Partners versus associates in Biglaw. I am not referring to the annual end-of-summer softball game. This is more serious. Many groups are flat or slow. Even though associates leave firms and get replaced very slowly, or not at all, and even though incoming associate classes have shrunk, Biglaw firms make every effort to keep associates as busy as possible. For one, associates are expensive, with their high salaries and real benefits packages. Plus, it is always easy to generate some make-work for them, particularly when there are not as many around as there used to be.
These efforts are surely welcomed by associates, but at what cost to the firm’s other timekeeping employees — the partners? Does the fact that a partner “got elected,” has the title, signed a partnership agreement, and has money (either their own or a friendly bank’s) in the firm’s capital account mean that he or she should have first dibs on all available work? Put another way, do I have the right to insist that a fellow partner assign me work rather than an associate? Do I need to make sure my fellow partners are all fully busy before I assign some of my hard-earned client matters to them? Assuming that the clients do not care about who services a particular matter (e.g., it is a new client who only cares about the price and not who is providing the service), these are very difficult questions. Unfortunately for many in Biglaw today, they are also timely….
Voted ‘Mr. Congeniality’ by a panel of Biglaw partners.
The best competitions reward the winner with something related to their skill. If you win American Idol, you get a recording contract. On Project Runway, you get a clothing line. In the Hunger Games, you get to be alive.
Tying the tested skills to the ultimate reward is a concept so strikingly obvious that even we at Above the Law grasped the concept. In 2008, we held a competition among writers, which we called ATL Idol, and we hired the guy who won.
At Case Western Reserve University School of Law, the Career Development Office has announced a “Job Idol” competition, to determine which lucky Case Western Spartan has the chops to earn a law firm job.
We had a similar competition when I went to school. It was called “Early Interview Week,” and the top 98 percent of competitors won a job.
So what do the winners get at Case Western? We have the official advertisement for the competition.
This weekend, hundreds of thousands of teenyboppers flocked to movie theaters for the premiere of The Hunger Games. In the film, based on a novel written by Suzanne Collins, teens in a post-apocalyptic world are selected to compete in televised battles against one another, and only one can survive.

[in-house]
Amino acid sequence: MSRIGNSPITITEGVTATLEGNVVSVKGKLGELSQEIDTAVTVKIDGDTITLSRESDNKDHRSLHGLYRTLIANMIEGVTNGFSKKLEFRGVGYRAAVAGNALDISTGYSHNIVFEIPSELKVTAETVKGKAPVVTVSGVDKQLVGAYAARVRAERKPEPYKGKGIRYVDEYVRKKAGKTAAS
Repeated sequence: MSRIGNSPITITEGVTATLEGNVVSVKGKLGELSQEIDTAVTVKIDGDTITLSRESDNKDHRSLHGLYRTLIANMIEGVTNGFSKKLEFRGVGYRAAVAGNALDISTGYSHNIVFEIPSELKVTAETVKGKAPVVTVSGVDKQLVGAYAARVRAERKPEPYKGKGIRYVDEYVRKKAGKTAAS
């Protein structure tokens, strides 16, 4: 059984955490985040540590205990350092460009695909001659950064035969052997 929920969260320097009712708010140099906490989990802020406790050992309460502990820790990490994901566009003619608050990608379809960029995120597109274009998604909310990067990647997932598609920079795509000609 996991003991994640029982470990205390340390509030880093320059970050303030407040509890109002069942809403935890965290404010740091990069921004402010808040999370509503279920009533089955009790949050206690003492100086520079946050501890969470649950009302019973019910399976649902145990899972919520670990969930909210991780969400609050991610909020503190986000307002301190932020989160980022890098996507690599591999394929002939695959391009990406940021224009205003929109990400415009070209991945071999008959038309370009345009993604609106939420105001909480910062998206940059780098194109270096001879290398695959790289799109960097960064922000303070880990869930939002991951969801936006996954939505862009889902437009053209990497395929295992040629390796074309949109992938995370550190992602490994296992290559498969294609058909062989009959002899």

Hm, that kind of sounds like what Biglaw interviews have come to in our own post-recession world. But would death matches be a more appropriate way to screen candidates? Apparently, at least one firm thinks so.
OmniVere’s delivery of end-to-end technology & data consulting to position the company as a true differentiator in the global legal technology and compliance space.
CHICAGO, IL, September 29, 2014 – OmniVere today announced the creation of the company’s technology & data consulting arm and the addition of several industry-renown experts, including the former co-chairs of Berkeley Research Group’s (BRG’s) Technology Services practice, Liam Ferguson, Rich Finkelman and Courtney Fletcher.
This new consulting practice will provide and expand existing OmniVere eDiscovery consulting services to corporations, law firms and government agencies with a special focus on compliance, information governance and eDiscovery. This addition of this top talent now positions OmniVere as a true industry leader in the technology and data consulting space offering best-in-class end-to-end services.
Ferguson, Finkelman & Fletcher are nationally recognized experts and seasoned veterans in the areas of overall technology, electronic discovery, and structured data. At OmniVere, the team will be focused on all global consulting activities with respect to legal compliance, complex data analytics, business intelligence design and analysis, and electronic discovery service offerings.
The Trust Women conference is an influential gathering that brings together global corporations, lawyers and pioneers in the field of women’s rights. Unlike many other events, Trust Women delegates take action and forge tangible commitments to empower women to know and defend their rights.
This year, the Trust Women conference will take place 18-19 November in London. From women’s economic empowerment to slavery in the supply chain and child labour, this year’s agenda is strong and powerful. Speakers include Professor Muhammad Yunus, Nobel Laureate and founder of the Grameen Bank; Phumzile Mlambo-Ngcuka, Executive Director of UN Women; Mary Ellen Iskenderian, President and CEO of Women’s World Banking and many other influential leaders. Find out more about Trust Women here.